A routine might include taking 15 minutes to organize your day’s expected activities in order of priority. It might be getting a set amount of sleep every night. It could involve only tackling certain types of work on certain days of the week. No matter what works for you, consistently good outcomes are based on the strength of your routines.

You are here
Einstein (the same guy with the grey suits) once said, “Imagination is more important than knowledge.” Perhaps more important than both is the ability to articulate a clear and compelling vision of where you are and where you’re going – a definition of what success looks like.

Imagine taking a trip to an unfamiliar location without any maps. Should you zoom in and focus on a smaller area, or zoom out and get a better sense for your surroundings? Without a clear vision, you would waste a lot of time on people, places, and things that move you no closer to your goal. Without clarifying your successful outcome, how will you answer the pleas from the back seat: “Are we there yet?”

I have found that clarity, simplicity, and a disciplined approach to solving (and eliminating) problems are the best ways to build personal and organizational capacity. What has worked for you?

Related content:
The Relevance Filter
Information vs. Understanding
Google: Ten Things We Know to Be True

Problem Solving is a Transferable Skill

Over the past ten years, the nonprofit sector’s growth in total wages and employees has outpaced the growth of both government and business. With so many smart, passionate people aligned to serve the common good, one might think we would start to see big improvements in the human condition.

Granted, there is an abundant number of wicked tough problems in organizations and communities around the world today, but it begs the question: Is our approach to solving these problems flawed?

As they say, the road to hell is paved with good intentions. In my experience, it’s more often limited organizational capacity – and sometimes a lack of imagination – that prevents more ambitious attempts at systemic change.

Designers can help move organizations beyond incremental or short-lived improvements by applying some of the same creative problem-solving skills used in their more traditional role. Here’s a few examples:

Identify the problem
In 2006, a small public university asked us to conduct market research to establish a stronger brand position for the school. The goal was to grow enrollment. For the next couple of years, with the help of the marketing materials and tools we developed for them, the university saw modest growth.

Asked to refresh the same university’s brand five years later, we found both the messaging and visual identity in shambles – and enrollment down. Digging deeper, we identified the biggest culprit as a lack of internal communication about and shared understanding of the university’s marketing efforts. We chose to focus the bulk of the budget on addressing those internal issues rather than creating new student recruitment materials.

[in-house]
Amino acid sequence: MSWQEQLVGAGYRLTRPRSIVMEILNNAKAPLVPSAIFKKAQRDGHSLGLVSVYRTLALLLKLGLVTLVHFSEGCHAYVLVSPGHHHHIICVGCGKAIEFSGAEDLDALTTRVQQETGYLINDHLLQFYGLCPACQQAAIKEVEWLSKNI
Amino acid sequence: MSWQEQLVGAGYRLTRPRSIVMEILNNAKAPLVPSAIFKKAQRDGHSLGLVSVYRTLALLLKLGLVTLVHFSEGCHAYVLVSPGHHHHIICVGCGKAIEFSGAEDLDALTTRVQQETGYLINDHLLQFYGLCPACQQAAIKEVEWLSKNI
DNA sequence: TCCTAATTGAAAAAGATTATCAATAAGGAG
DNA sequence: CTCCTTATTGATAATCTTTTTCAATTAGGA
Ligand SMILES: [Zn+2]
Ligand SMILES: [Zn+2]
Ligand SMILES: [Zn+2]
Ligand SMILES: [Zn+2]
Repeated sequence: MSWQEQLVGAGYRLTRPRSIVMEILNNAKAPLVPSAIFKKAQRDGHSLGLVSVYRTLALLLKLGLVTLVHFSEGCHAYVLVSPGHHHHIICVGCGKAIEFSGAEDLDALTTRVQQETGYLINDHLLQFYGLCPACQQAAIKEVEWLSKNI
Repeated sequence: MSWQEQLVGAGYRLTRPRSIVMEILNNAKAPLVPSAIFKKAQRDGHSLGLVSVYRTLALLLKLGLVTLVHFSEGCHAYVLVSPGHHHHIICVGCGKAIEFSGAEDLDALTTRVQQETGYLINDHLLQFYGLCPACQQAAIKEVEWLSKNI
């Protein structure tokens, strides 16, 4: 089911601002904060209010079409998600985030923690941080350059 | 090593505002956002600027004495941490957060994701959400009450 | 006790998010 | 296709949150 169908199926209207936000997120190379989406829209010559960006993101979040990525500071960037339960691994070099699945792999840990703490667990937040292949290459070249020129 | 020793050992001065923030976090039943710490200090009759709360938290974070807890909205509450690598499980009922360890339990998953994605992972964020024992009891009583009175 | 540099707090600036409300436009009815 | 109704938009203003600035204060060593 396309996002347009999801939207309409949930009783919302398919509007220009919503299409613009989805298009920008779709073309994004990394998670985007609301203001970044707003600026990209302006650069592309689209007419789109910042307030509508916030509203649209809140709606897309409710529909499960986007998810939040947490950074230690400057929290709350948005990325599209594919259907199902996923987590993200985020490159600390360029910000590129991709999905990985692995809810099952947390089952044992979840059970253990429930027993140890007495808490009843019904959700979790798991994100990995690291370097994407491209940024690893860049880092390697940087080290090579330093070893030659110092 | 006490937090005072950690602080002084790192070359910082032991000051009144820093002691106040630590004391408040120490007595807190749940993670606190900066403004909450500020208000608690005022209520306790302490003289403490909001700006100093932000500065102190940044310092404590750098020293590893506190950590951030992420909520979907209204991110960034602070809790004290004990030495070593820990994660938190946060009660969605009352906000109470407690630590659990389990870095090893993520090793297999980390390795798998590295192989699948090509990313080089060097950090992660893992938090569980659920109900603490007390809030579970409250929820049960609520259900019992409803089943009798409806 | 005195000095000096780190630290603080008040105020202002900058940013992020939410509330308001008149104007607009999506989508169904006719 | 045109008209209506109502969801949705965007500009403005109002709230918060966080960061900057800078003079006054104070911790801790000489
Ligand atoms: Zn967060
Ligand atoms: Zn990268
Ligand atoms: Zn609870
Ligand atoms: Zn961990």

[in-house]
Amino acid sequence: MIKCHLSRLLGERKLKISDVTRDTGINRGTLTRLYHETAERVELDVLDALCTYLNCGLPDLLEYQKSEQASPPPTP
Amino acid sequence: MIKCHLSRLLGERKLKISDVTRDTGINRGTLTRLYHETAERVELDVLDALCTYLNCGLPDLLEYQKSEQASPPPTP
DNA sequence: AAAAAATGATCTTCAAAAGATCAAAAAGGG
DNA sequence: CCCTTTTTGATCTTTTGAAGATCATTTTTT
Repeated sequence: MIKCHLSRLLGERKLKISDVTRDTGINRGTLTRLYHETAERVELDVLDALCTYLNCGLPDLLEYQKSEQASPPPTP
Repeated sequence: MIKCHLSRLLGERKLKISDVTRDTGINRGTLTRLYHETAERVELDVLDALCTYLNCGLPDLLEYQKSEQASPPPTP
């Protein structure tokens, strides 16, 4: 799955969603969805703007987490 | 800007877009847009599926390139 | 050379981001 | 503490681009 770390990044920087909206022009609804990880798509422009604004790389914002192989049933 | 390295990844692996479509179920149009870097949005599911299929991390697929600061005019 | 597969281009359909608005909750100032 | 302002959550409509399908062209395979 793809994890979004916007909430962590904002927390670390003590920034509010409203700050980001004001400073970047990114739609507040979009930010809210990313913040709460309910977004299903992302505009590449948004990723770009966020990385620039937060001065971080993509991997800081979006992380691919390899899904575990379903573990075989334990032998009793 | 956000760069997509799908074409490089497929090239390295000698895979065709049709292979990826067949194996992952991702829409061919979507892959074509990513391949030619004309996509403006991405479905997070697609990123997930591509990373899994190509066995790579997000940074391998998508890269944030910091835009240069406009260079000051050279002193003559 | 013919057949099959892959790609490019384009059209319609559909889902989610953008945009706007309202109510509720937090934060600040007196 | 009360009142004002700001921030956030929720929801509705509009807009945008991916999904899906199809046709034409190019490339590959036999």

To move forward, one must correctly identify the obstacles to real change first, budgeting time and money accordingly.

Ask big questions
I’m part of a team working with an organization that serves immigrant communities in a large metropolitan area. They would like our help leveraging the relationships built through their food shelf – the organization’s best-known and longest-running program – to move clients toward a more sustainable future.

Much of the funding for this work comes from a grant. One criteria for measuring the impact of the grant is to increase the amount of food distributed and the number of families served. That’s certainly one way to measure success, but wouldn’t distributing less food – shutting the food shelf for lack of customers – be a better outcome?

If we aim high, but not high enough, we end up fussing around the margins when we should be looking to uncover and address systemic design flaws. Asking better questions leads to better answers.

Assess available resources
When I began writing this blog nearly four years ago, according to the experts there was a “right way” to do it successfully. Specifically, it would require regular updates (at least 3-4 per week), bite-size morsels (no one reads long posts), headlines that promise easy solutions, and tireless self-promotion.

With limited time to invest in this endeavor, I had to determine what could reasonably be sustained. Anyone can write a paragraph or two on a given subject, but to explore issues in any meaningful depth – to provide value to my readers – requires experience and time. More than 100 posts later, an average of about two per month, I’ll let you judge if this has been a good investment.

Honest self-assessment can make the difference between doing many things poorly or a few things well.

Making progress
When designers and marketing professionals are asked to solve the wrong problems, it severely limits their value to an organization. Old habits, narrow thinking, small budgets – there are all sorts of reasons that real progress seems perpetually beyond our grasp. I believe that our most daunting challenges require creative problem solvers to break free of these constraints.

We’re ready when you are.